by Nick Creamer,

The Promised Neverland

GN 2

The Promised Neverland GN 2
Having learned the horrible truth about their lives at Grace Field House, Emma and her friends are now desperately seeking an escape from their cruel fate. But with Mom having brought in an ambitious assistant and their own lack of knowledge regarding the outside world, it'll certainly be an uphill battle - even before Emma's insistence that they save all of their young siblings. And if all that weren't enough, it seems clear that Mom is getting information from someone on the ground floor. Emma may want to save all her friends, but what if one of them is working for the enemy?

The Promised Neverland's first volume was a stunning combination of novel premise, pulse-pounding storytelling, and evocative visual design. Introducing us to Emma and her friends at Grace Field House, the story quickly moved from chilling horror to a sturdy prison break narrative, as Emma, Norman, and Ray worked to escape being harvested as “high quality meat.” And beyond its success as a visually compelling and generally exciting page-turner, The Promised Neverland's first volume also felt like one of the most searingly relevant allegories of modern manga, literally presenting a world where children are promised idealistic futures, judged according to standardized tests, and ultimately mulched in order to satiate their deceitful elders.

In spite of all that praise, I ended that volume somewhat anxious regarding where Neverland might go next. Unlike many of its Shonen Jump brethren, Neverland hasn't really established a world that makes for convenient dramatic expansion - it's a focused escape narrative in a post-apocalypse setting, meaning concepts like “a new villain suddenly appears” wouldn't work at all. Neverland is a story where every action has consequences, and though that makes for a thrilling and consistently inventive ride, it also means the story is constrained by its own mechanics, and can have trouble going through more conventional shonen motions.

Both the strengths and limitations of Neverland's approach are clear in its second volume, which drops any pretensions of social commentary in order to focus on the nitty-gritty mechanics of Emma and her friends' escape plan. There are chapters in this volume, like an early one where Emma and her allies “train” their younger siblings through tag, that feel like awkward nods to the training arcs and emphasis on physical excellence that define stories like My Hero Academia or Naruto. And similarly to how Neverland's narrative often seems more naturally suited to YA prose than shonen manga, illustrator Posuka Demizu's artwork often seems more suited to illustration than comic storytelling. Neverland's chapter covers are an altogether stunning collection of images that perfectly capture its mix of fragility and body horror; its panel-by-panel visual execution is far less compelling, and Demizu's dramatic expressions all have a tendency to look too much alike.

That's not to say this is a bad volume, though - just that it can't entirely escape some negative consequences of its very bold choices. But on the whole, those bold choices result in an incredibly dynamic and consistently thrilling narrative. This volume is pretty much wholly dedicated to planning for Emma and her friends' escape, but the game of cat and mouse being played between them and their overlords is taken in all manner of exciting new directions throughout. In terms of both narrative style and payoffs, the closest parallel might be Hunter X Hunter's Kurapika-focused arcs, which tend to dispense with fighting in order to set up ludicrously complex chessboards of contrasting strengths and motives. Emma's friends Norman and Ray understand that any mistake leads to inescapable doom, and the care and creativity with which they handle obstacles like the presence of a traitor ultimately becomes one of Neverland's greatest hooks.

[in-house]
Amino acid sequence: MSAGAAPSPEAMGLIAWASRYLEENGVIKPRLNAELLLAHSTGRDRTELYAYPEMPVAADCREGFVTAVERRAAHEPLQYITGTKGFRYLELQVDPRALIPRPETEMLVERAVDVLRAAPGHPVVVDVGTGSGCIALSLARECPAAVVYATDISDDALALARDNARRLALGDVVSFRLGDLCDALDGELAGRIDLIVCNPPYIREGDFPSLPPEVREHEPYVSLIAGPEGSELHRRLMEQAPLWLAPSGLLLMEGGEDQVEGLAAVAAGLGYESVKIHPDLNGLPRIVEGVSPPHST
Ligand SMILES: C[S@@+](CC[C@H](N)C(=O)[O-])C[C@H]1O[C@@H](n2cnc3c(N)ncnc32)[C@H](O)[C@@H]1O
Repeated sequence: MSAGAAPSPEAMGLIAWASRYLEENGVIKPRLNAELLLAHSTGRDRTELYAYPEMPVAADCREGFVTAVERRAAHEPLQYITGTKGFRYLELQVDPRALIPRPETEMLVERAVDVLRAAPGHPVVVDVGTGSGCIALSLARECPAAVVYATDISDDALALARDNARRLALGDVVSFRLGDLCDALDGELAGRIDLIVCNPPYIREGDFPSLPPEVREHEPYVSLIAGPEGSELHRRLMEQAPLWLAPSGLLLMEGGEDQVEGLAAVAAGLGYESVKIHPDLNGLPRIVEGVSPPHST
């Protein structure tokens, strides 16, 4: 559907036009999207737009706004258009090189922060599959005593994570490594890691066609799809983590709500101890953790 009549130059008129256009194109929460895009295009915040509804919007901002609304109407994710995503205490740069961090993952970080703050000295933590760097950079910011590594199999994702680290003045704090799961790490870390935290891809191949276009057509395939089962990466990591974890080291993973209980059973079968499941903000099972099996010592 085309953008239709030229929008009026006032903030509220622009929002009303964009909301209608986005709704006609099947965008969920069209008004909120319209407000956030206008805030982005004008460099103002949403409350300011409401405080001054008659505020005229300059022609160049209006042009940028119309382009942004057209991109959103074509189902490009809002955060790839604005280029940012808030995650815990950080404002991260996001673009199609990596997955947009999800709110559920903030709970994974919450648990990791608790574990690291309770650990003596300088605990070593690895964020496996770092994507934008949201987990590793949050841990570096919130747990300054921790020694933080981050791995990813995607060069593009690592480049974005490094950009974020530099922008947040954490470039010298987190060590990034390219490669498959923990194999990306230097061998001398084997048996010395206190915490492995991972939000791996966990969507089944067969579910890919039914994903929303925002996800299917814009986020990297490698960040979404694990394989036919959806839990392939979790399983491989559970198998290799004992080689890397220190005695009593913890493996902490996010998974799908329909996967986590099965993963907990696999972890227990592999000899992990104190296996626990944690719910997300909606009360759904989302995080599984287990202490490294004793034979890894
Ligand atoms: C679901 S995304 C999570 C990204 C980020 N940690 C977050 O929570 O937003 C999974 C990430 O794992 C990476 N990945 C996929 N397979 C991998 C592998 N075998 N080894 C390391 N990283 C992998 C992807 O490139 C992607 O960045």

That traitor arc takes up the second half of this volume, and returns Neverland to, if not social commentary, at least a committed focus on the battle between pragmatism and idealism. Caught between Ray's thoughtful plotting and Emma's earnest belief in everyone, Norman ends up shouldering much of the emotional burden through these chapters, and rises to the occasion. As new characters rise in prominence and the day of escape approaches, it's clear that The Promised Neverland will have to reinvent itself yet again in order to continue following these children's strange tale. But if it can keep executing that story half as well as it has so far, I'm absolutely along for the ride.

Production Info:
Overall : B+
Story : B+
Art : B

+ Unique and altogether thrilling story offers fun tactical drama and striking visual set pieces
Art outside of those set pieces is a little rough, some chapters feel like awkward concessions to standard shonen form

Story: Kaiu Shirai
Art: Posuka Demizu

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Promised Neverland (manga)

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The Promised Neverland (GN 2)

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